These two acts—the occurrence and the offense—are critical to understanding the trigger of coverage under the standard CGL policy, but the significance of when these acts transpire is often misunderstood by both courts and practitioners alike.  Specifically, with respect to coverage for bodily injury and property damage caused by “occurrence,” some mistakenly believe that it is the “occurrence” that must take place during the policy period to trigger coverage.  On the contrary, it is the actual bodily injury or property damage—not the event that caused it—that triggers coverage.  The confusion arises in part because, as a practical matter, the “occurrence” and the damage generally occur at the same time.  But consider the following hypothetical: A roofing company replaces a roof in 2005.  A year later, water leaks through the roof because the roof was improperly installed, causing property damage in the attic.  If the roofing company is insured under a standard CGL policy in 2006, the property damage would trigger coverage under that subsequent policy, even though the “occurrence” that caused it occurred a year earlier.  By contrast, coverage for personal and advertising injury is only triggered if the offense causing the injury is committed during the policy period.  The distinction, though seemingly minute, bears repeating as it can have far-reaching implications.

There is Too Much Foam in My Latte

Posted on: June 23rd, 2016

By:  Seth Kirby

This week a federal judge in California has ruled that a class-action lawsuit against Starbucks can proceed.  The lawsuit alleges that the company has systematical cheated its customers by under filling its latte based beverages.  The plaintiffs argue that Starbucks is deceiving its customers, and saving money in ingredient costs, by failing to fill its latte beverages to the brim with liquid.  Specifically, they allege that a 16 ounce grande latte does not actually contain 16 ounces of liquid, but rather a lesser amount of liquid topped by foam.  Of course, the class-plaintiffs claim that they and all customers who have purchased lattes have been damaged by this deception.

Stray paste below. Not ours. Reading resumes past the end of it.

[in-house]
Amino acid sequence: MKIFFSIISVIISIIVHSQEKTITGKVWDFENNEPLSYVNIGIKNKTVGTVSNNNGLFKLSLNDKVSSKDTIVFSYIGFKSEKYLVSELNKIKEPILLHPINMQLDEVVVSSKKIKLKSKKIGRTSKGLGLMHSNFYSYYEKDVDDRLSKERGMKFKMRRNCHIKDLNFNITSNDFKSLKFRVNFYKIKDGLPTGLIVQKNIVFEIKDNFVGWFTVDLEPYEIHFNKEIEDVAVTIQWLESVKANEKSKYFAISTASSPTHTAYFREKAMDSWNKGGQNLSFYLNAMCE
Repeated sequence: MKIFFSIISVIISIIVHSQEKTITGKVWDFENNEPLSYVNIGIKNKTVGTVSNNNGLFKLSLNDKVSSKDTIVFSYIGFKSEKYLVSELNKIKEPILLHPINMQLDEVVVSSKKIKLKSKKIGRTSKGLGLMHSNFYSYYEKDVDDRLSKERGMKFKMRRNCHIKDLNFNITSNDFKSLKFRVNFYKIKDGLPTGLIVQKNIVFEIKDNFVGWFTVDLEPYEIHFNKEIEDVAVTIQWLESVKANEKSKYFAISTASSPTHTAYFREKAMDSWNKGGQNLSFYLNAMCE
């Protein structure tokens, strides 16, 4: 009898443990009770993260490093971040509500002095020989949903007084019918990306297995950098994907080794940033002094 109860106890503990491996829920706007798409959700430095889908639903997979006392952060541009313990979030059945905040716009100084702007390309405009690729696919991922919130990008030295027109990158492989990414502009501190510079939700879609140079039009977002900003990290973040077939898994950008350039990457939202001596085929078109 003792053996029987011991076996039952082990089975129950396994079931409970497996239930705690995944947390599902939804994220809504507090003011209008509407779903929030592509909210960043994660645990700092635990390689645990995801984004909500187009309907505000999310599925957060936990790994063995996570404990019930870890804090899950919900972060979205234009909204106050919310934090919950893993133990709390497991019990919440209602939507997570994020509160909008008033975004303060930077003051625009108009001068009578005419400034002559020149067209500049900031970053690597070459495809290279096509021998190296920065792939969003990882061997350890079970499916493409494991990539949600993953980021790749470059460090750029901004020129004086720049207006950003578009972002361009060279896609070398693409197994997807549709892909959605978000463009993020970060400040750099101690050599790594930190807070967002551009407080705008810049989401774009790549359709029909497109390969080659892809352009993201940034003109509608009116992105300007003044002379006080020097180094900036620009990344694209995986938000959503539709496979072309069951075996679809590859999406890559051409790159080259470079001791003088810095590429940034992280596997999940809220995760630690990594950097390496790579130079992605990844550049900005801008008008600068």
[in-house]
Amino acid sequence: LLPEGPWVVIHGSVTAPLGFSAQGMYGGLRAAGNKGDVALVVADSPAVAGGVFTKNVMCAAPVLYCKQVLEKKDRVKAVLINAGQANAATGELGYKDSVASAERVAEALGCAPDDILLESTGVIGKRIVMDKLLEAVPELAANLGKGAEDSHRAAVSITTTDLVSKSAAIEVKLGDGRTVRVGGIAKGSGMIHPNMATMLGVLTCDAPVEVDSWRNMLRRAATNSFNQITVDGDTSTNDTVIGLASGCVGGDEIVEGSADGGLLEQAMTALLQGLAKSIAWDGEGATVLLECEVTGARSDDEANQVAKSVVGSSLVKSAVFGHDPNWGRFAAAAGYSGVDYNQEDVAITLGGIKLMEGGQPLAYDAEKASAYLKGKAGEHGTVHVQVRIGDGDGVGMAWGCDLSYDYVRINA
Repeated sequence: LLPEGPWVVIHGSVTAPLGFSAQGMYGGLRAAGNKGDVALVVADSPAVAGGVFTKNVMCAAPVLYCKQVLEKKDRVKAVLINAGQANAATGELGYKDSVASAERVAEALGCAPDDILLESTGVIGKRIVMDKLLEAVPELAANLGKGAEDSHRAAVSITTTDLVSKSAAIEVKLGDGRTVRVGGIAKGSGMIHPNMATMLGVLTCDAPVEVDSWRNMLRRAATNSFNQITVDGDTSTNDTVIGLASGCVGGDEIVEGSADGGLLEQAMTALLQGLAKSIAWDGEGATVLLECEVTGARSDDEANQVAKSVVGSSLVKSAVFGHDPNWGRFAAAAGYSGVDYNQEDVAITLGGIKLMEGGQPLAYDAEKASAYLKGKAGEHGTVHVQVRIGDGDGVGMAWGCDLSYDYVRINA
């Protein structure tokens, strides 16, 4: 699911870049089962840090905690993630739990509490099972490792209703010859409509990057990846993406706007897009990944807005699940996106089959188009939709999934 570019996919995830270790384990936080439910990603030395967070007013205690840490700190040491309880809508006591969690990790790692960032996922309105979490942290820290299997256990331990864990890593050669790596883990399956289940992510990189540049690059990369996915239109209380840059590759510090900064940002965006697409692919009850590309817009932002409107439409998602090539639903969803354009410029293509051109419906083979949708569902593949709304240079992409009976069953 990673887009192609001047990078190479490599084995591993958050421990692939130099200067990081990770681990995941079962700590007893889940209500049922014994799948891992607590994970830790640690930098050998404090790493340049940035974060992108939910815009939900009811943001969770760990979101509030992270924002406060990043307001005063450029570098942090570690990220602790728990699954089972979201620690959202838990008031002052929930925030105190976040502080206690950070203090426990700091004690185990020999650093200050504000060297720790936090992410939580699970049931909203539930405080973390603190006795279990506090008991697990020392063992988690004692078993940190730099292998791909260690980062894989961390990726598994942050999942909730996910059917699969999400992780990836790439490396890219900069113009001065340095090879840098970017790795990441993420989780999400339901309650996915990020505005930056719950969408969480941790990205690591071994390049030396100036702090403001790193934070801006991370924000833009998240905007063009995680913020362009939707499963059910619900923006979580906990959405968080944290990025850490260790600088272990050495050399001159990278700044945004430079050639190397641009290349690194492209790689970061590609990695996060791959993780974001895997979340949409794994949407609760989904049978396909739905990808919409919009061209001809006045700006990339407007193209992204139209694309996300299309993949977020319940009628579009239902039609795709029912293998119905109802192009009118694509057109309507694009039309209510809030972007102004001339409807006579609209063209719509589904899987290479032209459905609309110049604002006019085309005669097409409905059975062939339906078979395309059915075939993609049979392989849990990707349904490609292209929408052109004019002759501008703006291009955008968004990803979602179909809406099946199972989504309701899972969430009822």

Putting aside commentary about the likely motivation for this type of this type of lawsuit (Hint – Fortune magazine recently reported that the Starbucks mobile app stores about $1.2 billion for their customer’s potential purchases, more than many banks have on deposit).  The lawsuit shines a light on an important concept for insurance coverage analysis – are the damages alleged in the complaint potentially covered by the relevant insurance policy?  The answer to this question will impact whether the suit is entitled to coverage under a liability policy issued to the insured defendant.

Using the Starbucks class action as a example, if the Plaintiffs were only seeking injunctive relief (i.e. a court order forbidding Starbucks from continuing the practice in the future), some liability policies might not provide coverage for the claim as it fails to seek “damages.”  Continuing the analogy, what harm have the plaintiffs allegedly suffered?  There is no allegation of bodily injury, but what about property damage?  Many jurisdictions have held mere economic injury does not constitute property damage as the loss of money is not “physical injury to tangible property.”  Bottom line, if the suit does not allege a covered loss, liability coverage may not be triggered.  Evaluation of the damages alleged and the comparison of those allegations to the policy at issue is a must for proper coverage analysis.

Now, when will someone start a class action regarding the tendency of the baristas to place the lid on top of the cup’s seam?  They leak every time, much to the delight of my dry cleaners.  Maybe there is a conspiracy.

The Ninth Circuit Gets a Mulligan

Posted on: June 22nd, 2016

By:  Brad Adler and Michael Hill

In February, we wrote about the U.S. Department of Labor’s unexpected decision to change the decades-long understanding of the salesman exemption to the Fair Labor Standards Act (FLSA) and the ruling of the Ninth Circuit Court of Appeals that upheld it.  This week, however, in Encino Motorcars, LLC v. Navarro, the Supreme Court vacated that decision and sent the case back to the Ninth Circuit to decide anew.  While car dealerships in the Ninth Circuit are no doubt excited about this second chance, the ruling may come as a disappointment to people on both sides of the issue who wanted the Supreme Court to provide some much-needed clarity and make a decision on the merits.